Four SOLiD users responded, saying they had their instruments between less than a month and two months. ABI fully commercialized the platform in early October 2007.
Asked what two features they considered most important when assessing a next-generation sequencing platform, 12 of the 17 respondents cited cost, which includes acquiring an instrument and generating sequence data, and 10 said data quality.
Read length and instrument reliability were each mentioned by three users. Trailing in importance were criteria such as throughput, ease of use, new applications, potential for improvements, and paired reads.
Asked what research projects the new sequencing platforms enabled them to perform, users mentioned a variety of applications, including de novo genome sequencing, gene expression profiling, ChIP sequencing, small RNA analysis, metagenomics, and resequencing.
Microbial genome sequencing was the application mentioned most often for the 454 platform, while resequencing and gene-expression analysis topped responses for Illumina’s instrument. No particular application was dominant among SOLiD users.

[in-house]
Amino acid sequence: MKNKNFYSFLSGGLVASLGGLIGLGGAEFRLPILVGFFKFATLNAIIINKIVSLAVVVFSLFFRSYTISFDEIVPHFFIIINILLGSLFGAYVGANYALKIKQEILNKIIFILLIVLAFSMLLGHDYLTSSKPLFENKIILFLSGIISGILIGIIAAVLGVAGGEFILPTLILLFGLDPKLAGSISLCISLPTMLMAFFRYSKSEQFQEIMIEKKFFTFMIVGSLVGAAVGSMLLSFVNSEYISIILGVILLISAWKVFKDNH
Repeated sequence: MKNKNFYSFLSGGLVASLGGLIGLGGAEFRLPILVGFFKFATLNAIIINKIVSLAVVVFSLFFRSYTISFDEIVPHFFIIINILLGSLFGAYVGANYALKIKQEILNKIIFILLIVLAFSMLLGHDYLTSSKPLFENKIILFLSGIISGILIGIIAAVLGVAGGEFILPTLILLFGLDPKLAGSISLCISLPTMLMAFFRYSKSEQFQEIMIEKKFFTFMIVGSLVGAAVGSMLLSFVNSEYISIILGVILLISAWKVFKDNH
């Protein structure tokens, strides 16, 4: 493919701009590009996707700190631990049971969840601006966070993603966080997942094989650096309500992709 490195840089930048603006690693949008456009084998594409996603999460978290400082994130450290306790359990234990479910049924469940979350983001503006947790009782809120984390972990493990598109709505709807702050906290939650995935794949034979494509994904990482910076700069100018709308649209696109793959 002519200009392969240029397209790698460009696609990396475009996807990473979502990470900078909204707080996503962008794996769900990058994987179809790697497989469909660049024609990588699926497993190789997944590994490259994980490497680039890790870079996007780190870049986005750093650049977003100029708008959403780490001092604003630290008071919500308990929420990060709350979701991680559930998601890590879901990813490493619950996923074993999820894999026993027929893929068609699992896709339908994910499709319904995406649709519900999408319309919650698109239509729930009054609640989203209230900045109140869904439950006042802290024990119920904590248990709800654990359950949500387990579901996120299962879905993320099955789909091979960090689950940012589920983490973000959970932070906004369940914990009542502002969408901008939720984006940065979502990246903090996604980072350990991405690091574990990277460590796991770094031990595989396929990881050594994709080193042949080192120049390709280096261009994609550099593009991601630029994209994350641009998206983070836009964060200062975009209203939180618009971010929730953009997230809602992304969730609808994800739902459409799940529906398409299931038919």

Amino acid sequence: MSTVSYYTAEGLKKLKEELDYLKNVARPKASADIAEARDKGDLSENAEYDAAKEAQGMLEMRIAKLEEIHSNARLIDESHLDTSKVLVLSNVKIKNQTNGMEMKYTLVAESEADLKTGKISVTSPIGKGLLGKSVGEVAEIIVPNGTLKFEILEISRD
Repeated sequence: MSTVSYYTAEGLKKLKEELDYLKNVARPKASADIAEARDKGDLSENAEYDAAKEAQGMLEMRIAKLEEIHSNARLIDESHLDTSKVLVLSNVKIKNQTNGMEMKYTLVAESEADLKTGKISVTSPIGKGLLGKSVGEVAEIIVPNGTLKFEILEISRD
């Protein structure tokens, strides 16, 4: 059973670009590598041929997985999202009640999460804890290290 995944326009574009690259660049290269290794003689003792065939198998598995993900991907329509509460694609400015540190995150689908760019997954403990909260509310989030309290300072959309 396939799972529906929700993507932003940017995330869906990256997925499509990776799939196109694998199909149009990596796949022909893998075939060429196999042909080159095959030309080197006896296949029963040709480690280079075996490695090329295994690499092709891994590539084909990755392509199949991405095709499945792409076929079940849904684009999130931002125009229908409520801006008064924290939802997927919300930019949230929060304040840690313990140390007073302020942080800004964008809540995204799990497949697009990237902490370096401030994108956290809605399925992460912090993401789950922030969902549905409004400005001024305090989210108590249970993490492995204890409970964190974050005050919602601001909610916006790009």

Users had many good things to say about their sequencers but they also pointed to weaknesses and areas that could be improved.
454’s GS FLX
454 users cited the system’s long read length of more than 200 bases most often as something they like about the platform. Two users also pointed out the excellent technical support from Roche.
Customers also mentioned a high base accuracy, short run time, the fact that base calling “is done in real time,” and reliability of the platform. According to one survey respondent, new plate configurations and kits for amplicon sequencing, paired-end sequencing, and bar coding have helped to “expand applications and flexibility.”
In terms of the instrument itself, one respondent said that “occasional hardware problems” at the beginning were “resolved promptly with minimal downtime,” while another stated that “the machine has performed better than specifications” from the start in terms of the number and length of sequence reads.